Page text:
I have £30,000 left to invest in one of these Vanguard funds (Due to some unexpected bills)..... which one?

    I am just 51 and want to invest for between 5 (Unlikely) and 10 years (more likely)

    Which fund VLS60 or 80?
    Originally posted by copthis1
    What is it that you're unlikely to buy in 5 years and more likely to buy in 10 years and how much do you think it will cost when you want to buy it?
    • copthis1
    • By copthis1 25th Sep 17, 1:32 PM
    • 72 Posts
    • 19 Thanks
    copthis1
    What is it that you're unlikely to buy in 5 years and more likely to buy in 10 years and how much do you think it will cost when you want to buy it?
    Originally posted by AndyT678
    Ignore the five year bit......Assume I will invest for 10 years(ish)
    • bowlhead99
    • By bowlhead99 25th Sep 17, 1:34 PM
    • 6,741 Posts
    • 12,017 Thanks
    bowlhead99
    I have £30,000 left to invest in one of these Vanguard funds (Due to some unexpected bills)..... which one?

    I am just 51 and want to invest for between 5 (Unlikely) and 10 years (more likely)

    Which fund VLS60 or 80?
    Originally posted by copthis1
    Some would say don't invest at all for 5-10 years, only invest for 10-15 years plus. If 10 years is likely - and you have narrowed it down to only those two options out of all the other ones on the planet, and definitely want one of them - the 60 should be a safer investment in terms of risk of loss.

    If you do end up needing the money back in five years be aware you might have to lose a quarter or a third of it (or 40% or more if you had used the 80% version).
    • copthis1
    • By copthis1 25th Sep 17, 1:45 PM
    • 72 Posts
    • 19 Thanks
    copthis1
    Some would say don't invest at all for 5-10 years, only invest for 10-15 years plus. If 10 years is likely - and you have narrowed it down to only those two options out of all the other ones on the planet, and definitely want one of them - the 60 should be a safer investment in terms of risk of loss.

    If you do end up needing the money back in five years be aware you might have to lose a quarter or a third of it (or 40% or more if you had used the 80% version).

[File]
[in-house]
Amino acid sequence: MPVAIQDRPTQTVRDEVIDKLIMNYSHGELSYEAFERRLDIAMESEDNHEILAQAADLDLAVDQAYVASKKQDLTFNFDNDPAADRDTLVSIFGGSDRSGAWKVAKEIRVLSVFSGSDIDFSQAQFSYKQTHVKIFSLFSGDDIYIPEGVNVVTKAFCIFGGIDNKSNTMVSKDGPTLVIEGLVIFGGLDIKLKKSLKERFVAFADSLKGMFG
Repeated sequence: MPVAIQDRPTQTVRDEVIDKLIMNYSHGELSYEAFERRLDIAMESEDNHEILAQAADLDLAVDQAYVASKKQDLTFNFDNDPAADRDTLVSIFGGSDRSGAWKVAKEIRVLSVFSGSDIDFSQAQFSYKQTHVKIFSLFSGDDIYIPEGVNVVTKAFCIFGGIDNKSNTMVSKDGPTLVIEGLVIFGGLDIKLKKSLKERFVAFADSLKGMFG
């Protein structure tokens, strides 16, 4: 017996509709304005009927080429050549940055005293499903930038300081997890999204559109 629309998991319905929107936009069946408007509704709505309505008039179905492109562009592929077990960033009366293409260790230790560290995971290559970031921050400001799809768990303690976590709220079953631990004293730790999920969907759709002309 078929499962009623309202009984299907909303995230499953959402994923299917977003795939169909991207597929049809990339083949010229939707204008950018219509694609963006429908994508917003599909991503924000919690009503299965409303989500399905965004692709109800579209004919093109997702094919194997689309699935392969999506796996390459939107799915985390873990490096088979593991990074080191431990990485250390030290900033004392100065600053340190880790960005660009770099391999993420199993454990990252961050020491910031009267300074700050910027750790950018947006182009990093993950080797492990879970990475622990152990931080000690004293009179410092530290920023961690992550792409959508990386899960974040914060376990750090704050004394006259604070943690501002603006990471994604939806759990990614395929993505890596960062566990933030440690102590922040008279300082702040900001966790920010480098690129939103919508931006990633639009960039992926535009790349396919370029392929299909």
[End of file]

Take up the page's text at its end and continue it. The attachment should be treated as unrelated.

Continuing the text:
Originally posted by bowlhead99
    Any other suggestions to consider then?
    • bowlhead99
    • By bowlhead99 25th Sep 17, 2:29 PM
    • 6,741 Posts
    • 12,017 Thanks
    bowlhead99
    You haven't given us much to go on other than timescale, so it's impossible for us to tell you whether you would prefer the 60% or 80% equities product. Most people probably prefer lower risk than 80% especially for a short timescale like a decade. So, it's natural to get comments pushing you towards 60 rather than 80 when we know nothing about you. With any two choices, the fund with lower medium-to long-term volatility is usually a safer one to be steered towards.

    The very lowest-risk traditional investments are not really yielding much more than retail cash deposits and top savings accounts. So, that might tempt people to go for low-medium or medium risk investments where otherwise cash and bonds could have been OK for a decade's timeframe.

    Just clicking on your post history you mention your wife is using L&G multi-index 7. Any reason not to use that fund range for your own investments? If it's for a relatively short timescale such as 10 years and you don't want more than 'about medium' risk you could consider their multi-index 5.

    You mention you are 51. So presumably in a decade's time if the investment has performed poorly you still have half a decade of 'working age' before state pension in which to go out and earn more money to top up your ISAs. And if you are in reasonable health you could be around for another 40 years from now, or more. So, some people would not mind taking higher levels of risk over that timescale. But as you have mentioned you will be investing only for 10 years ish (or originally, perhaps 5) rather than keeping the investment for the next two or three or four decades, it would make sense to stick with a lower risk product, and one that's relatively simple for you to understand.